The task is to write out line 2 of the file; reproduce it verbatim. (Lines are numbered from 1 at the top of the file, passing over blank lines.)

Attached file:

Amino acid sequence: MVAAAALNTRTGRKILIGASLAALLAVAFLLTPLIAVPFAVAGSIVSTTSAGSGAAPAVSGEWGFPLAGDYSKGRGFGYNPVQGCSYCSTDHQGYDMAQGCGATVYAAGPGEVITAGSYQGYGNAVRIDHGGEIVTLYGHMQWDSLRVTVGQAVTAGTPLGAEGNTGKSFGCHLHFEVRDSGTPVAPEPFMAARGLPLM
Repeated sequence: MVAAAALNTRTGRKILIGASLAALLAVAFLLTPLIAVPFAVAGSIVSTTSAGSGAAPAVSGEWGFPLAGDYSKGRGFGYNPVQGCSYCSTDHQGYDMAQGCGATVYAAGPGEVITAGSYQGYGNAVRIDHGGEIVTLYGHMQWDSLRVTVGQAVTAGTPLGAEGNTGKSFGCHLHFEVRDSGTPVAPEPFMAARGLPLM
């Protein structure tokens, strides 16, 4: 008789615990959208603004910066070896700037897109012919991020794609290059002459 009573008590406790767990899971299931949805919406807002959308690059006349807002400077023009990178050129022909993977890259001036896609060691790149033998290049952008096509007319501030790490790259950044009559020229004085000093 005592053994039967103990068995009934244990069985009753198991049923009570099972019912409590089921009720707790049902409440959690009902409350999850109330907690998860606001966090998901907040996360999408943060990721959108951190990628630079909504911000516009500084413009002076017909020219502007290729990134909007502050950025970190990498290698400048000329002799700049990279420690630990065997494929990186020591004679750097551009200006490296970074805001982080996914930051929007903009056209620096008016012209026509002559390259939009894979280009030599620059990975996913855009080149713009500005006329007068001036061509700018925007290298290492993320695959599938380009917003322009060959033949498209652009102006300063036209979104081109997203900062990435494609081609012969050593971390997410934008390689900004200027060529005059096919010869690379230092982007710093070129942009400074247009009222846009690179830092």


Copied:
Repeated sequence: MVAAAALNTRTGRKILIGASLAALLAVAFLLTPLIAVPFAVAGSIVSTTSAGSGAAPAVSGEWGFPLAGDYSKGRGFGYNPVQGCSYCSTDHQGYDMAQGCGATVYAAGPGEVITAGSYQGYGNAVRIDHGGEIVTLYGHMQWDSLRVTVGQAVTAGTPLGAEGNTGKSFGCHLHFEVRDSGTPVAPEPFMAARGLPLM